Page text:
•Incidence increases with age.
•♂ greater than ♀ 3:2.
- •Can be triggered by neurotoxins or
•Loss of postural reflexes.
- •Clinical diagnosis
- 1.Slowly progressive.
- 2.Pill rolling, Resting.
- 3.Difficulty initiating movement.
- 4.Stiffness, cog-wheel.
- 5.No diagnostic test.
•Loss of arm swing.
Complications of Immobility
- •Dopamine Agonists: Ropinirole (Requip®), Pramipexole
- (Mirapex®), rotigotine (Neupro®)
- 1.L-dopa crosses BB
- barrier. C dopa prevents enzyme
- breakdown in periphery.
- Orthostatic hypotension, psychosis, N/V, dyskinesias, looses
- 2.Stimulates dopamine
- receptors. Edema, sedation, N/V,
- orthostatic hypotension, psychosis, compulsive behavior.
- 3.Blocks COMT
- enzyme. Decreases breakdown of L-Dopa.
- 4.Primarily for
- tremor. Anticholinergic side effects.
5.Combination of Sinemet and Comtan.
•Deep Brain Stimulation (DBS)
- placed in chest
Nursing Care for Parkinson’s
•Protect from injury.
- •Assess for therapeutic or adverse effects of
•Timing of medication.
•Autoimmune disease of neuromuscular junction.
•Worsens with exertion improves with rest.
- •Affects eye movements, chewing, swallowing,
- speaking, breathing.
- •Exacerbations triggered by stress, menses,
- pregnancy, trauma, infection, illness, medications, temperature extremes.
Antibodies attack Ach receptors
Medications to Avoid
•Acetylcholine receptor antibodies.
- muscle response with repetition.
- acting acetylcholinesterase blocker Endrophonium
–Improvement indicates MG.
–Atropine on hand
•Neostigmine (Prostigmine®) an anticholinesterase inhibitor.
•Immunosuppressants Azathioprine (Imuran®).
•Myasthenic Crisis: Severe exacerbation of muscle weakness.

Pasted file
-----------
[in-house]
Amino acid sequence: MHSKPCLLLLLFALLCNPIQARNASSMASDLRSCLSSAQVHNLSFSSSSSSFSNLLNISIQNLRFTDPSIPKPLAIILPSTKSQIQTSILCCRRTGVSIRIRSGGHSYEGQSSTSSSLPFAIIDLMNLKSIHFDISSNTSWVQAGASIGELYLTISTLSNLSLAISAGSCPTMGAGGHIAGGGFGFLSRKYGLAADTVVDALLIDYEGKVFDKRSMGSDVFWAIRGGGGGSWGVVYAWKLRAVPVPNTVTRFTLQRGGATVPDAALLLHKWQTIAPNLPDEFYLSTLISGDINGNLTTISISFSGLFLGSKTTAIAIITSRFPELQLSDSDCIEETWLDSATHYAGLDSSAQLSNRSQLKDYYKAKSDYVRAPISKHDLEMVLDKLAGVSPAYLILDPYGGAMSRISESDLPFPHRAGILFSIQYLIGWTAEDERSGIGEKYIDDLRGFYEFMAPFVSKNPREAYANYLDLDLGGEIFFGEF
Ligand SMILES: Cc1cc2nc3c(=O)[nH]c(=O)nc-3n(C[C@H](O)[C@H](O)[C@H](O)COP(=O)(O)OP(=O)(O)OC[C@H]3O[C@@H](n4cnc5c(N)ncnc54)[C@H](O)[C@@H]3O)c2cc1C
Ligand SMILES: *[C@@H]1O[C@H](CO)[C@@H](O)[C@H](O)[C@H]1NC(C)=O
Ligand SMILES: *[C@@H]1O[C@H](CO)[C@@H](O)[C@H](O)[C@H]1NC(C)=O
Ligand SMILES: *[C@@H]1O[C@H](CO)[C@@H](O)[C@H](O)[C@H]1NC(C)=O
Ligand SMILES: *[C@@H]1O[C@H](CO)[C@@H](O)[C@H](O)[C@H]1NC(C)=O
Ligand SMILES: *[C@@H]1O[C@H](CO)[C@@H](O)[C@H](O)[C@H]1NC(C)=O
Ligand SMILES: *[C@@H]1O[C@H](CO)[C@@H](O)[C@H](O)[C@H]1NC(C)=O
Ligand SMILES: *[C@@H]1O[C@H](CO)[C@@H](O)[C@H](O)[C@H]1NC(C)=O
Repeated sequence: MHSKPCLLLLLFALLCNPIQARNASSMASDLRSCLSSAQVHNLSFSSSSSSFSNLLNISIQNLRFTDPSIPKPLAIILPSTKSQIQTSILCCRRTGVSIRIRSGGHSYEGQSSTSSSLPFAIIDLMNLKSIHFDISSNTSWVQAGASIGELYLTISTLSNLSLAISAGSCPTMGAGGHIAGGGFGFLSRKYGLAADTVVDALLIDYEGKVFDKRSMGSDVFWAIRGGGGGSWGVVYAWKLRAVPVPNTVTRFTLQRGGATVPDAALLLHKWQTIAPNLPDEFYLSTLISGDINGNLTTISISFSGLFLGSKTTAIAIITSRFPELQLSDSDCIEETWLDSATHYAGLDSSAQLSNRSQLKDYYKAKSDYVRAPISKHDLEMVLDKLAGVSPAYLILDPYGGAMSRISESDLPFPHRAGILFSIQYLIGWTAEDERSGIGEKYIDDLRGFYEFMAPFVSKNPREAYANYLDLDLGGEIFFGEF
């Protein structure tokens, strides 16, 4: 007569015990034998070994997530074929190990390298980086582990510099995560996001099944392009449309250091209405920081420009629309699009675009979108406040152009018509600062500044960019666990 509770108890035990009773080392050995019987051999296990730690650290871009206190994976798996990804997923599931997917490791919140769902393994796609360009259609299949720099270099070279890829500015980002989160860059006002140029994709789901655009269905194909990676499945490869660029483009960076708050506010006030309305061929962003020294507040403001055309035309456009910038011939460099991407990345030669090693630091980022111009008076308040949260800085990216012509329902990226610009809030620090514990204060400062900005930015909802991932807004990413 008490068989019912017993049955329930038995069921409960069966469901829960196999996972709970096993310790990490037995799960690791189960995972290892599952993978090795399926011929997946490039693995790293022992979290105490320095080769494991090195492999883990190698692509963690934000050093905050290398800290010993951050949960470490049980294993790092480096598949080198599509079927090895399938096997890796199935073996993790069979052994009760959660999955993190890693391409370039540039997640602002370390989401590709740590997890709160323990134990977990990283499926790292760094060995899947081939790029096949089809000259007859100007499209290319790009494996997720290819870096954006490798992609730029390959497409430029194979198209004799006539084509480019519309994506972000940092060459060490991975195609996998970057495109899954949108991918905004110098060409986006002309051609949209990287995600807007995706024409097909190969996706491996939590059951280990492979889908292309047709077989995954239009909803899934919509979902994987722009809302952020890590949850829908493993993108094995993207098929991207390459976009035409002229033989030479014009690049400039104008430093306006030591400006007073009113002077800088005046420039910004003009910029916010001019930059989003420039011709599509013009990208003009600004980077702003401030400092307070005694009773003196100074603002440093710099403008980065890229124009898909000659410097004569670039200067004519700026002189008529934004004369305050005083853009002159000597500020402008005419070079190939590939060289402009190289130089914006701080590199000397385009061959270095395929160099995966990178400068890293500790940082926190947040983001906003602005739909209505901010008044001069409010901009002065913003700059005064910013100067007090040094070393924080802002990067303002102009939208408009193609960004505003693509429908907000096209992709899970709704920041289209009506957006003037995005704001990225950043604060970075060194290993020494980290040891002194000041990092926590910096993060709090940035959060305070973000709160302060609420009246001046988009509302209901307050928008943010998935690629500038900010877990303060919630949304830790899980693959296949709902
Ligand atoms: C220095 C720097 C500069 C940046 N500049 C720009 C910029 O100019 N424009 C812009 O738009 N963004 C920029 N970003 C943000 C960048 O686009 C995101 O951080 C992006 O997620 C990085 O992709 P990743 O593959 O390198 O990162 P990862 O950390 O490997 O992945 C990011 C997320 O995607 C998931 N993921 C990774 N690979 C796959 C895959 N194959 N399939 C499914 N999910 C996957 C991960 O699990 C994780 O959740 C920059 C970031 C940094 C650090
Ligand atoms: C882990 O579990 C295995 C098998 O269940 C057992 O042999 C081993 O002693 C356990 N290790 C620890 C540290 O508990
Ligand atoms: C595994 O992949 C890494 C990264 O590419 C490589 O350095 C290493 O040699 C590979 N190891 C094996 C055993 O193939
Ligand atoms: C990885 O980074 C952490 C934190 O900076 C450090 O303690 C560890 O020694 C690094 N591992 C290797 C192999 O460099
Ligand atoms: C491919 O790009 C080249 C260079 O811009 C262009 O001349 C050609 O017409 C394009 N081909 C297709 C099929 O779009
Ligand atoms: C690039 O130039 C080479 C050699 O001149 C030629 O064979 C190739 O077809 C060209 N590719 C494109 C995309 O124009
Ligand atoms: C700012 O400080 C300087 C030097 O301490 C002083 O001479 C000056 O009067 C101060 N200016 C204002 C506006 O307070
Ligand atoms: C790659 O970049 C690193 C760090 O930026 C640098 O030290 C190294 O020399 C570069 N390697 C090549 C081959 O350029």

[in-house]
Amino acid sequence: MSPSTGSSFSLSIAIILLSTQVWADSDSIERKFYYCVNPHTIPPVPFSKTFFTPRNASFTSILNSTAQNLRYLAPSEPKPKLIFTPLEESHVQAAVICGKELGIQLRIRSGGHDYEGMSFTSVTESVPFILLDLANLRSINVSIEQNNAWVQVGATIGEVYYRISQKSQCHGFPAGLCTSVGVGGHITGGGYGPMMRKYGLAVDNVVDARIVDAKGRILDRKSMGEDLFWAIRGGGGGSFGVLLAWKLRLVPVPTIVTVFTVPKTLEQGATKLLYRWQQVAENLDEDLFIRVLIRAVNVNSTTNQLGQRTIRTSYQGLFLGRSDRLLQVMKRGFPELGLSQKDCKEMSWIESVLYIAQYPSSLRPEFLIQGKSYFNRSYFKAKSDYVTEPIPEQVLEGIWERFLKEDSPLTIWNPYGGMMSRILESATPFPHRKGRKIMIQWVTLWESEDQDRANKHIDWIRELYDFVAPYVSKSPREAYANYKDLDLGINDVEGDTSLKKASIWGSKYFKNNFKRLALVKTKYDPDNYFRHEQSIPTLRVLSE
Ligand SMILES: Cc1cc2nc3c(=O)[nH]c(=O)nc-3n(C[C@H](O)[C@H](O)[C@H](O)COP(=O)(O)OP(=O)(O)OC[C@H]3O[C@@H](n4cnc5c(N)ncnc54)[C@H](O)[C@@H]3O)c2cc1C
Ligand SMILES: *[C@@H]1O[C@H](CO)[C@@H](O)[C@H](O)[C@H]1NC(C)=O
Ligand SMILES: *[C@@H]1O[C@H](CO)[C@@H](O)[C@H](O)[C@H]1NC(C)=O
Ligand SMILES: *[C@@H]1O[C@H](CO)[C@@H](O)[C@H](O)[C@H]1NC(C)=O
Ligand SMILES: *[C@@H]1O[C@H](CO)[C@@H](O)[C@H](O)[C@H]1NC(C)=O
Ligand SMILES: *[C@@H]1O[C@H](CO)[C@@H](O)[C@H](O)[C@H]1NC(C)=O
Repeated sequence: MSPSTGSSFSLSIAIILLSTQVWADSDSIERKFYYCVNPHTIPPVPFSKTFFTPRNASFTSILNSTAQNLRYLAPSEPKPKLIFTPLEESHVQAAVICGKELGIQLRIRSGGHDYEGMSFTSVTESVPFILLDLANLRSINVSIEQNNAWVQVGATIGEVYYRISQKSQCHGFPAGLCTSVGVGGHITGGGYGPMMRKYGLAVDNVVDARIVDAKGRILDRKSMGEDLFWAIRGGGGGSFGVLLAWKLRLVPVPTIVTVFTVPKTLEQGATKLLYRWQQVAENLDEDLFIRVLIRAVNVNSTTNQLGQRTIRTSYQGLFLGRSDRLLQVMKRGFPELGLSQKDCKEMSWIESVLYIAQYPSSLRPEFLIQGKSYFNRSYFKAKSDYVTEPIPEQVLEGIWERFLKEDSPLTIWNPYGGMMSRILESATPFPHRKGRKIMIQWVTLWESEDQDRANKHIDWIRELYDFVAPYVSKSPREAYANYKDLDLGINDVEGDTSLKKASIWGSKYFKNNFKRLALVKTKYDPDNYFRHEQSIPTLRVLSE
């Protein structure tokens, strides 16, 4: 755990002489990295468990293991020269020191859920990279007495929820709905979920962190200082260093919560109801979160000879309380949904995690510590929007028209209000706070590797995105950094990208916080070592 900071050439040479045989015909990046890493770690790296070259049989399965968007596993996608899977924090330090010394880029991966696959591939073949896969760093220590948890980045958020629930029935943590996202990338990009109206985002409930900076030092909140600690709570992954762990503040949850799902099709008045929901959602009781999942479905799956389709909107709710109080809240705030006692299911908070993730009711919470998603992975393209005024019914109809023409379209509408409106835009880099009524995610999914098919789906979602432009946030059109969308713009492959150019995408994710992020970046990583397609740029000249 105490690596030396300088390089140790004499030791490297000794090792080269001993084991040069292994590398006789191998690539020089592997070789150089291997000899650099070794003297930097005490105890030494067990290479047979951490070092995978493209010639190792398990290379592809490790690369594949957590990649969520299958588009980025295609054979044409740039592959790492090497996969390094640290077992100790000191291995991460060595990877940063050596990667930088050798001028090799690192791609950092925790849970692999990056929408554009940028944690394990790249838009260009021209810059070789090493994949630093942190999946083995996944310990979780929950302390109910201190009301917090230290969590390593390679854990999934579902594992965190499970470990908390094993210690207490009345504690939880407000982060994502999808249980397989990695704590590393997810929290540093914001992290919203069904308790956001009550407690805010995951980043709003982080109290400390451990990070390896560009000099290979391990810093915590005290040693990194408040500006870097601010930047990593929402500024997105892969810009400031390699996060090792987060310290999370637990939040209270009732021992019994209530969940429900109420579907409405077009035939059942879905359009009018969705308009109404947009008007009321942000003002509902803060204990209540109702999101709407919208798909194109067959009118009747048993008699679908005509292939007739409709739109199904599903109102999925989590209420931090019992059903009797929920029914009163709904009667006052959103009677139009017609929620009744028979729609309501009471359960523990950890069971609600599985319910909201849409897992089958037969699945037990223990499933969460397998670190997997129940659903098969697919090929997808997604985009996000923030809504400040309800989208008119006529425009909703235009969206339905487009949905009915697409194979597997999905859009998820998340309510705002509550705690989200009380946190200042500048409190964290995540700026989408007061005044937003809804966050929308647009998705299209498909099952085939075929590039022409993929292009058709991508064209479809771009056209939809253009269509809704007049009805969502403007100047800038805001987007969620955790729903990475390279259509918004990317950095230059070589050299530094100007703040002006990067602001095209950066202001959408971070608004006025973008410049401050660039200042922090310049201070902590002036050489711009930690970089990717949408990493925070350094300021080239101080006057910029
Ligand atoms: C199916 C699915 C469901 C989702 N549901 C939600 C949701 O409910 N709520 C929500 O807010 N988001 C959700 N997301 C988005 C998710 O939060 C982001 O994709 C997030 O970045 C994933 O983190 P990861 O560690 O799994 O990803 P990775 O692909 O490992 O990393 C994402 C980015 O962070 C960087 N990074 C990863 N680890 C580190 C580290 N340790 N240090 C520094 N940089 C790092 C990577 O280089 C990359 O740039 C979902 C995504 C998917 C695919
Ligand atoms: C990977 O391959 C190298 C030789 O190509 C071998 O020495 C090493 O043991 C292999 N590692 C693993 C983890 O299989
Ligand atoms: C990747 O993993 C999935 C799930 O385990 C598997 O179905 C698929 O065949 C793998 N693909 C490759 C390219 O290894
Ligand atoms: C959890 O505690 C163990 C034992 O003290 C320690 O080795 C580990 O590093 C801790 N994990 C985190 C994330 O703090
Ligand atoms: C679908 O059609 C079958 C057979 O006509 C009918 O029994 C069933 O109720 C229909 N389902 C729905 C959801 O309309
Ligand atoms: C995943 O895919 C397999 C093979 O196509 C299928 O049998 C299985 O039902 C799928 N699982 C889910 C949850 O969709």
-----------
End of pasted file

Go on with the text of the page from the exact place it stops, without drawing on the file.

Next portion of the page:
–Impacts swallowing and breathing.
- •Cholinergic Crisis: Similar
- presentation. Caused by excessive Neostigmin or other cholinergic drugs.
•Differentiate with Tensilon Test.
•Assess Respiratory Status.
- •Schedule Neostigmine to coincide with meals
- or periods of activity.
•Plan frequent rest periods.
- •Degeneration of motor neurons in brain and
- spinal cord.
•Onset age 40-70. ♂ >♀ 2:1.
- •Progressive weakness, dysarthria, dysphagia,
- respiratory failure.
•Need for advanced directives.
•Autosomal dominant inheritance.
•Higher incidence in Europeans.
•Onset age 30-50.
- •Deficit of Acetylcholine and GABA leads to
- excessive Dopamine.
- •Causes chorea, ataxia, psychosis and
- •Treatment is symptomatic: Haldol,
- SSRIs, Clonazepam (Klonopin®)
A 45 year old women with Myasthenia Gravis
presents to the Emergency Department (ED) with trouble swallowing and
difficulty breathing. Which of the
following are true:
- Her symptoms will improve with Neostigmine (Prostigmine®)
- –B) A Tensilon test will be needed to establish the
- etiology of the crisis.
- –C) Acetylcholine Receptor antibodies will be
–D) None of the above.
A 78 year old male is experiencing worsening
of hiS’s Disease. He notes that he is “freezing” and has difficulty walking in
the late afternoon. Which action
should the home health nurse take?
- Review his medication dosage and scheduling, and discuss with the physician.
- Encourage him to nap when this happens.
- Tell him to increase the duration of his morning walk to strengthen his